Food Bloggers Dinner

Food Bloggers’ Dinner at Bistro CBD


What happens when you chuck four food bloggers into the kitchen of Bistro CBD to cook one course each for 70 guests? It turns out that you get a phenomenal success, as we all found out last night at the Food Bloggers’ Dinner as part of Merivale’s Feast for the Senses promotion.


We were served up five delicious courses, one from each of the bloggers and one from Bistro CBD’s head chef Simun Dragicevich. When we arrived, Fouad, Billy, Karen and Linda were hard at work preparing their dishes in the kitchen, as they had been doing all day and the night before.


To start, we had some sparkling wine which was included in the $60pp price for the dinner, as well as some sourdough to munch on while we waited for dinner to be served. There was an awesome vibe on our table of bloggers since we were all here to support the guys in the kitchen, cheering them on when they came out after their dish was served.

Sashimi of kingfish, avocado, wasabi, lime and soft herbs by Simun Dragicevich, Bistro CBD

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Bourke Street Bakery’s Strawberry Vanilla Brûlée Tart


There’s always one thing that I absolutely HAVE to get every time I go to Bourke Street Bakery, and that’s a strawberry vanilla brûlée tart. I went to Bourke Street Bakery a few weeks ago late in the afternoon and I was so disappointed that they had sold out of them that I went back the next week just to satisfy my craving. And oh it was so good, the crispy, buttery pastry with the creamy custard filling and of course, that crunchy, slightly bitter toffee on the top.


Sadly Bourke Street Bakery is quite far from me and so I thought I’d try making these yummy tarts at home using the recipe from the Bourke Street Bakery cookbook. It was surprisingly straightforward and to me the worst part was having to wait for the pastry to relax because I just wanted to bake them, blowtorch the hell out of the sugar on the top and devour them all!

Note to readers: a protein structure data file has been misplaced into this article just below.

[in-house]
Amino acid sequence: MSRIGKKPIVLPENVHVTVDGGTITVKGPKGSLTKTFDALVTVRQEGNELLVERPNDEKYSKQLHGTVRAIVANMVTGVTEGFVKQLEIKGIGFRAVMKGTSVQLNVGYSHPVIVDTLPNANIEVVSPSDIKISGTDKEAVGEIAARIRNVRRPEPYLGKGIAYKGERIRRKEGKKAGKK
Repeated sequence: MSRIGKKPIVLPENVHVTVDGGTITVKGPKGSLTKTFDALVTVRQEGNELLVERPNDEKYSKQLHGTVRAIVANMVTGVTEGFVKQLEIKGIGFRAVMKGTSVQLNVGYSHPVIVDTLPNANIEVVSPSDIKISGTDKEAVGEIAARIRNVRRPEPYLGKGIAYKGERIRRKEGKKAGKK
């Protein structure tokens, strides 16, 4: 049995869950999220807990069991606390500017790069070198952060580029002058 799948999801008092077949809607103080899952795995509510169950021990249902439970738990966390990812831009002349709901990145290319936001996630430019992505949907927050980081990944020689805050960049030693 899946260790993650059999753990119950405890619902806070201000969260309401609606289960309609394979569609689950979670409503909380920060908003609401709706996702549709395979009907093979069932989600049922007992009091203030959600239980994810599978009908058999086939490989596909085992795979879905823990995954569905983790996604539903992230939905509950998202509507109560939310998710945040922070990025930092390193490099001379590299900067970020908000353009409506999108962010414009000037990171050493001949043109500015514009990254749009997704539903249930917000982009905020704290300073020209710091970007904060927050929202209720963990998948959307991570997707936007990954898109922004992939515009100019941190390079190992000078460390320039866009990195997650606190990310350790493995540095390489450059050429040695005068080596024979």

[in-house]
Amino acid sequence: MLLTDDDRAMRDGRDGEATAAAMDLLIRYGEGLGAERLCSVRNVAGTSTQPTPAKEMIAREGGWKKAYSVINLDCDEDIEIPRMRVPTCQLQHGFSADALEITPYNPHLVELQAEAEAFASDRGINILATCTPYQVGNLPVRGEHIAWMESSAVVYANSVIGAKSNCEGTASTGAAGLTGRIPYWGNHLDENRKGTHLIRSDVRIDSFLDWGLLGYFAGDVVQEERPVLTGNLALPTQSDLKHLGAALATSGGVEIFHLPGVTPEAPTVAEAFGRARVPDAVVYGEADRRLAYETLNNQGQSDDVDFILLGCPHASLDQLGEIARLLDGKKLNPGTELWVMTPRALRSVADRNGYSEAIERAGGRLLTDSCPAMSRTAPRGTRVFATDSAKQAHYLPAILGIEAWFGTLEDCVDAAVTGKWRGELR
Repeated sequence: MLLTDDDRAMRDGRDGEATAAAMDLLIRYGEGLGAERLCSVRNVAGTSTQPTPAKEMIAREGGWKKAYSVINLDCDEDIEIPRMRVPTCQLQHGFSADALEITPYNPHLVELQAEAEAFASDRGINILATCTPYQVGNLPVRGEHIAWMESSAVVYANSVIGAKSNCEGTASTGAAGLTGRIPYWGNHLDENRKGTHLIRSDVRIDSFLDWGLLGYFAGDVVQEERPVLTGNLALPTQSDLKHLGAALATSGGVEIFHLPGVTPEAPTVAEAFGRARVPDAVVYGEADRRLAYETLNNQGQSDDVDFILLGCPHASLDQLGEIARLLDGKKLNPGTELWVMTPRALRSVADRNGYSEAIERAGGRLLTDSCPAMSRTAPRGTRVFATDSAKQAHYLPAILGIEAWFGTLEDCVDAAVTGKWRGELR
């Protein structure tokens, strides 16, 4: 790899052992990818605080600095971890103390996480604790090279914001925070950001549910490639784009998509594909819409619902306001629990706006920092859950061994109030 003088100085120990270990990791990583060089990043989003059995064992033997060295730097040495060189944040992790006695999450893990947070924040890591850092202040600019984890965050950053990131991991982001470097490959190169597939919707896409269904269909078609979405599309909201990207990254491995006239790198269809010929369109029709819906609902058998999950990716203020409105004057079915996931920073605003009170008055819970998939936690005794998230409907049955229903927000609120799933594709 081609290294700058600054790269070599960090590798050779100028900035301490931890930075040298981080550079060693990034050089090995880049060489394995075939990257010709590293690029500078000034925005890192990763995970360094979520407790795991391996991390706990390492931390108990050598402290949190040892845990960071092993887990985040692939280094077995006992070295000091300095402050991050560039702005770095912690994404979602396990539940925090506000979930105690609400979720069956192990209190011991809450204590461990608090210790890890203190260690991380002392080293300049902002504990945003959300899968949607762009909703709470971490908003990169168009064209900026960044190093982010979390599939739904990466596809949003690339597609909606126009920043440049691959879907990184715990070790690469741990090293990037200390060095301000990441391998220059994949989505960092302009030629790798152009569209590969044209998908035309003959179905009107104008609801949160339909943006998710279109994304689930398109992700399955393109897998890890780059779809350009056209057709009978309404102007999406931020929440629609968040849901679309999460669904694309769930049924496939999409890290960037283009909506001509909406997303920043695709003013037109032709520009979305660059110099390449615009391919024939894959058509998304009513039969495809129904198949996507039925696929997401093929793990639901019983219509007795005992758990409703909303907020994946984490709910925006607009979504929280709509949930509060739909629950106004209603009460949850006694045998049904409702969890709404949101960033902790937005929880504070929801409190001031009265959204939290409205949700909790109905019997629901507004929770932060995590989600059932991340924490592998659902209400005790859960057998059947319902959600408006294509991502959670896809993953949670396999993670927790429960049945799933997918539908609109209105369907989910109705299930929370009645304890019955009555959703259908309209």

Ok, so I admit I was still impatient and I didn’t go through all the resting periods for the pastry which is why it shrank in the oven. But apart from having slightly shallower tart shells, the pastry was still as flaky and crisp as I remember it to be from the actual shop. I was also a bit ambitious with the amount of strawberry puree at first so when I put the custard into the tart shells it started to displace the strawberry puree that was in there – that’s why there’s not much strawberry in the photo unfortunately.


I’ve provided the original recipe below but since I only had 6 small tart tins that weren’t quite the same size as specified, I just adjusted the measurements for my requirements. I found that even after doing that I still had some leftover strawberry puree but you can always use this as a topping for ice cream or another dessert. Or just do what Sir D did and drink the leftovers!

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Christmas in July

Twas the night before Christmas (in July), when all through the house

Not a creature was stirring, not even a mouse…


Except for a crazy onslaught of food bloggers and friends who were kindly invited by Billy and The Pom to join them in celebrating Christmas in July! Thanks for letting us invade your kitchen and your house for the night :) 

Of course Christmas just isn’t Christmas without being able to gorge yourself on all kinds of food. And indeed we had a great big feast in store that went on well into the night.

We kicked off the night with some snacks and a cheese platter brought by Shez including her yummy home-made labne.

Then the table was set, the Christmas music started playing, a picture of a crackling fireplace appeared on the tv screen and dinner was served! We all marvelled at Billy‘s beautiful bread wreath which he served with some delicious truffle butter.

Helen brought some home-made chicken liver parfait which was smooth, light and creamy. I couldn’t get enough of this and I slathered this thickly onto chunks of bread.

Minh dished out some sweetcorn soup which was awesome and full of sweetcorn flavour. I could’ve had a billion bowls of the stuff if it wasn’t for all the food still to come.

Billy also made some caramelised onion and goats cheese tartlets which were so addictive, especially with the sweet onions and the buttery pastry. Sir D couldn’t get enough of them!

Shez and Richard constructed this cute antipasto hedgehog – a honeydew melon with skewers of prosciutto, cabanossi, brie, honeydew melon, tasty cheese and olives, complete with eyes and nose! Almost too cute to eat :)

Karen and Shaun made some super tasty meatballs with a creamy white wine sauce and lingonberry jam (not pictured). These were sitting in front of me at the table and even though I knew there was loads more food to come I couldn’t help but keep going back for more!

Simon also cooked up some pan fried angel-fish fingers with a dipping sauce which were deliciously crunchy.